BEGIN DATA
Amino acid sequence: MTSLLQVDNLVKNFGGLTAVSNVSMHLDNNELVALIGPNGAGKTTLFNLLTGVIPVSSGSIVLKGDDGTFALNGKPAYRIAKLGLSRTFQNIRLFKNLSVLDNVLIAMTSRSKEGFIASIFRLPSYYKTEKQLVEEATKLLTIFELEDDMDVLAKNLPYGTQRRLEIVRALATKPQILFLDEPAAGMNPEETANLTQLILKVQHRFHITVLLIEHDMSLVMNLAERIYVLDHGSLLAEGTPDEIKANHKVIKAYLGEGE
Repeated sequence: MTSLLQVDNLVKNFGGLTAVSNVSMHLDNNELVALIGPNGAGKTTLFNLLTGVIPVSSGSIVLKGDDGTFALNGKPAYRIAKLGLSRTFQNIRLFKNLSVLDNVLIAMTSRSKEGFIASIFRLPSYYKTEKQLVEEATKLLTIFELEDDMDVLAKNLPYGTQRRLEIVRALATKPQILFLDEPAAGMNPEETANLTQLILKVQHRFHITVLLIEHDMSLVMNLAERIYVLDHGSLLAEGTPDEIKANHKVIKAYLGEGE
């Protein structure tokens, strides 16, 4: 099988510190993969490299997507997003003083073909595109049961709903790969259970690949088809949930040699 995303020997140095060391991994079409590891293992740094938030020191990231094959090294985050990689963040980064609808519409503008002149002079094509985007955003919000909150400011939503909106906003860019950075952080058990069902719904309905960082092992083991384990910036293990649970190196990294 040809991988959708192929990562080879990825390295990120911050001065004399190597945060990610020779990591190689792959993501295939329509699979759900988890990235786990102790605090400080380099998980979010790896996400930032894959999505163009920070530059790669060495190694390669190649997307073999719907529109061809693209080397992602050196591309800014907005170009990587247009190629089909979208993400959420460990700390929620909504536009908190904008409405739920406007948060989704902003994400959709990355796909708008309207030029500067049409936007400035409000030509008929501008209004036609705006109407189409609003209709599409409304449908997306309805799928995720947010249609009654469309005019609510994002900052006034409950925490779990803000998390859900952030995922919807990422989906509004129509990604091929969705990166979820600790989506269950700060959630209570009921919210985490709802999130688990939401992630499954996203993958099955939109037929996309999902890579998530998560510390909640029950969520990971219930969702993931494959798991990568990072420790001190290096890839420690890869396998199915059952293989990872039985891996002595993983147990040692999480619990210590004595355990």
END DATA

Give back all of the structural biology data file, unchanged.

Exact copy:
Amino acid sequence: MTSLLQVDNLVKNFGGLTAVSNVSMHLDNNELVALIGPNGAGKTTLFNLLTGVIPVSSGSIVLKGDDGTFALNGKPAYRIAKLGLSRTFQNIRLFKNLSVLDNVLIAMTSRSKEGFIASIFRLPSYYKTEKQLVEEATKLLTIFELEDDMDVLAKNLPYGTQRRLEIVRALATKPQILFLDEPAAGMNPEETANLTQLILKVQHRFHITVLLIEHDMSLVMNLAERIYVLDHGSLLAEGTPDEIKANHKVIKAYLGEGE
Repeated sequence: MTSLLQVDNLVKNFGGLTAVSNVSMHLDNNELVALIGPNGAGKTTLFNLLTGVIPVSSGSIVLKGDDGTFALNGKPAYRIAKLGLSRTFQNIRLFKNLSVLDNVLIAMTSRSKEGFIASIFRLPSYYKTEKQLVEEATKLLTIFELEDDMDVLAKNLPYGTQRRLEIVRALATKPQILFLDEPAAGMNPEETANLTQLILKVQHRFHITVLLIEHDMSLVMNLAERIYVLDHGSLLAEGTPDEIKANHKVIKAYLGEGE
């Protein structure tokens, strides 16, 4: 099988510190993969490299997507997003003083073909595109049961709903790969259970690949088809949930040699 995303020997140095060391991994079409590891293992740094938030020191990231094959090294985050990689963040980064609808519409503008002149002079094509985007955003919000909150400011939503909106906003860019950075952080058990069902719904309905960082092992083991384990910036293990649970190196990294 040809991988959708192929990562080879990825390295990120911050001065004399190597945060990610020779990591190689792959993501295939329509699979759900988890990235786990102790605090400080380099998980979010790896996400930032894959999505163009920070530059790669060495190694390669190649997307073999719907529109061809693209080397992602050196591309800014907005170009990587247009190629089909979208993400959420460990700390929620909504536009908190904008409405739920406007948060989704902003994400959709990355796909708008309207030029500067049409936007400035409000030509008929501008209004036609705006109407189409609003209709599409409304449908997306309805799928995720947010249609009654469309005019609510994002900052006034409950925490779990803000998390859900952030995922919807990422989906509004129509990604091929969705990166979820600790989506269950700060959630209570009921919210985490709802999130688990939401992630499954996203993958099955939109037929996309999902890579998530998560510390909640029950969520990971219930969702993931494959798991990568990072420790001190290096890839420690890869396998199915059952293989990872039985891996002595993983147990040692999480619990210590004595355990």